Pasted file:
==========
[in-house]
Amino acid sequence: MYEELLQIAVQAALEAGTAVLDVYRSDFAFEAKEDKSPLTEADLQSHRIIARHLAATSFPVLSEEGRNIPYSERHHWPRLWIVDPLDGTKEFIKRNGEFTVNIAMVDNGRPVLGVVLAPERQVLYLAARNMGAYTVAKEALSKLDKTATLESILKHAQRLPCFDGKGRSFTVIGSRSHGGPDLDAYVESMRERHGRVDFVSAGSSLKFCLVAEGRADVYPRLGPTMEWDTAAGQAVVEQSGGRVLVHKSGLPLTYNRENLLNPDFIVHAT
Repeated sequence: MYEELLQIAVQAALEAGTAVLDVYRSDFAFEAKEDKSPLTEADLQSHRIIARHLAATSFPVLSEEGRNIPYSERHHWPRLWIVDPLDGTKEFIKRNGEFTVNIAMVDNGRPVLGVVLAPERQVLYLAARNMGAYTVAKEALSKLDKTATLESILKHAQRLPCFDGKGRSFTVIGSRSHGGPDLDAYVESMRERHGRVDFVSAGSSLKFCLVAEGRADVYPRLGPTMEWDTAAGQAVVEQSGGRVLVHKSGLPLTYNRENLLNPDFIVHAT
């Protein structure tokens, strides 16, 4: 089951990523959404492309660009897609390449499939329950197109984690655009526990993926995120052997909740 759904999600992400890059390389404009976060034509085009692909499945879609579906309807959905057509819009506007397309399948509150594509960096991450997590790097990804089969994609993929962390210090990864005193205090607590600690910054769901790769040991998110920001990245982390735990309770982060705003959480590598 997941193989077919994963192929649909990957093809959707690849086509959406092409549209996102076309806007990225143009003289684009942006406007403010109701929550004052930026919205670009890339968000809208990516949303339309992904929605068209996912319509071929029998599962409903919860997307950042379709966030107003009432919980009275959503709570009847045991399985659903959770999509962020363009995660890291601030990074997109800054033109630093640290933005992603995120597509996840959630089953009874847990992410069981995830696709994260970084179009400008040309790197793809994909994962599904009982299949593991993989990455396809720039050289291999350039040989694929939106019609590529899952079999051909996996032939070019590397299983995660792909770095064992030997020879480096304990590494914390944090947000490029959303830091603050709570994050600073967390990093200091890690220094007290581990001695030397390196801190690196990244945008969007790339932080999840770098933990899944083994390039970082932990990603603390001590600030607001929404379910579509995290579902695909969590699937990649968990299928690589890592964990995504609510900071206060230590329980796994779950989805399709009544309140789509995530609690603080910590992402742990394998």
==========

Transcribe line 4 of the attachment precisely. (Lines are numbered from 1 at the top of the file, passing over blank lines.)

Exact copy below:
């Protein structure tokens, strides 16, 4: 089951990523959404492309660009897609390449499939329950197109984690655009526990993926995120052997909740 759904999600992400890059390389404009976060034509085009692909499945879609579906309807959905057509819009506007397309399948509150594509960096991450997590790097990804089969994609993929962390210090990864005193205090607590600690910054769901790769040991998110920001990245982390735990309770982060705003959480590598 997941193989077919994963192929649909990957093809959707690849086509959406092409549209996102076309806007990225143009003289684009942006406007403010109701929550004052930026919205670009890339968000809208990516949303339309992904929605068209996912319509071929029998599962409903919860997307950042379709966030107003009432919980009275959503709570009847045991399985659903959770999509962020363009995660890291601030990074997109800054033109630093640290933005992603995120597509996840959630089953009874847990992410069981995830696709994260970084179009400008040309790197793809994909994962599904009982299949593991993989990455396809720039050289291999350039040989694929939106019609590529899952079999051909996996032939070019590397299983995660792909770095064992030997020879480096304990590494914390944090947000490029959303830091603050709570994050600073967390990093200091890690220094007290581990001695030397390196801190690196990244945008969007790339932080999840770098933990899944083994390039970082932990990603603390001590600030607001929404379910579509995290579902695909969590699937990649968990299928690589890592964990995504609510900071206060230590329980796994779950989805399709009544309140789509995530609690603080910590992402742990394998």